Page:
Date of Award
Master of Arts
School of Education
Special Education, MA
Problem Passive relaxation techniques require no intellectual or physical effort from the receiver. This study examined effects of three passive relaxation techniques on galvanic skin resistance (GSR), pulse rate (PR), and peripheral skin temperature (PST) of 3 profoundly (PMR) and severely (SMR) mentally retarded children. Method Twenty-four PMR and SMR children under twelve years were randomly assigned among four groups. The first group received slow stroking of the midline back; the second slow rocking; the third lay quietly; and the fourth was a control group. At the beginning and end of twelve ten-minute sessions, the subjects' GSR, PR, and PST were measured. Results Ancova and anova analyses showed significant differences among groups on several days. Stroking and rocking produced similar relaxation levels ; lying quietly was less effective; lack of treatment was ineffective. Conclusions Passive relaxation techniques with this population seem plausible. Techniques applied directly to the body appear most effective.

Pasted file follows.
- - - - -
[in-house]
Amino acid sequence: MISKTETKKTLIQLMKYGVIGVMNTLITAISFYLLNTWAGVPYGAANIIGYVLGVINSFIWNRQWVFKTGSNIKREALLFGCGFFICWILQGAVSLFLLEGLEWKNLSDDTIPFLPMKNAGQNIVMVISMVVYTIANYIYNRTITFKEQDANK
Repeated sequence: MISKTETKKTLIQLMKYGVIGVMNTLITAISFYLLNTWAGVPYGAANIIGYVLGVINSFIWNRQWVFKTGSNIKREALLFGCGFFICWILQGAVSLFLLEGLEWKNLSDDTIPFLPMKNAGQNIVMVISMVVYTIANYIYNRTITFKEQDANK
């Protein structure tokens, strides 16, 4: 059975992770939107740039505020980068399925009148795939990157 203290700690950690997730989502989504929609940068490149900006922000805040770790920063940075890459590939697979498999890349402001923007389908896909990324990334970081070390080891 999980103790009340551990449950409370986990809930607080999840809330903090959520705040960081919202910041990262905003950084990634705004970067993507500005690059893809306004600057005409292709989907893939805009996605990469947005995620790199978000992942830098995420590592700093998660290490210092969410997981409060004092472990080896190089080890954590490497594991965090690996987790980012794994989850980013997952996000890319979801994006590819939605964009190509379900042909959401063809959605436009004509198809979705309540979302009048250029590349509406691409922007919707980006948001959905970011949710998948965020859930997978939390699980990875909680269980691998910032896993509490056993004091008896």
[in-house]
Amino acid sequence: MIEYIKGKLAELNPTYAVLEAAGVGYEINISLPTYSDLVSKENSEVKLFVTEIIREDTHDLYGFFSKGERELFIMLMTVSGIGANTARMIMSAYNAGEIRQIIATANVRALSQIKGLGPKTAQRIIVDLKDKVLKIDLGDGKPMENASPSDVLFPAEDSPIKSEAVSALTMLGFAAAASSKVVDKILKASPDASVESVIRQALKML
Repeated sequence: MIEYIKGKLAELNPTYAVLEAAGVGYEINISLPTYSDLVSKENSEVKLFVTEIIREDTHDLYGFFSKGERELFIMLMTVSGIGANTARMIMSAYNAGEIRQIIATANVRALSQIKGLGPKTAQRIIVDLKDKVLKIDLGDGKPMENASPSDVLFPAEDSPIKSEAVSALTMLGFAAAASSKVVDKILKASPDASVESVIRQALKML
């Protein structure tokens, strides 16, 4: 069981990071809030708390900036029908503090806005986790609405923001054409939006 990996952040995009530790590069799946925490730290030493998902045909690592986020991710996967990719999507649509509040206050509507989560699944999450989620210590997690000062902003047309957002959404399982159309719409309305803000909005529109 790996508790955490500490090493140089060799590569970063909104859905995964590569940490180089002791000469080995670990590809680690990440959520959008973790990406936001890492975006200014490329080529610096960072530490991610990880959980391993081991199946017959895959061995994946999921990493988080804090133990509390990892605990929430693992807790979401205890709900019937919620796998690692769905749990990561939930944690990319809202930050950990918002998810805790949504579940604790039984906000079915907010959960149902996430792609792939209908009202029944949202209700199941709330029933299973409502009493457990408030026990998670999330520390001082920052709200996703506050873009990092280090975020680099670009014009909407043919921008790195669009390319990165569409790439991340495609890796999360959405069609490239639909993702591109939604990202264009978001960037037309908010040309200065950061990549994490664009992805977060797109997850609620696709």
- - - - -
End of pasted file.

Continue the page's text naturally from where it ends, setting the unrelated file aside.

Children with mental disabilities.
Holford, Karen, "Comparative Study of the Physiological Effects of Three Passive Relaxation Techniques Administered to Mentally Retarded Children" (1985). Master's Theses. 11.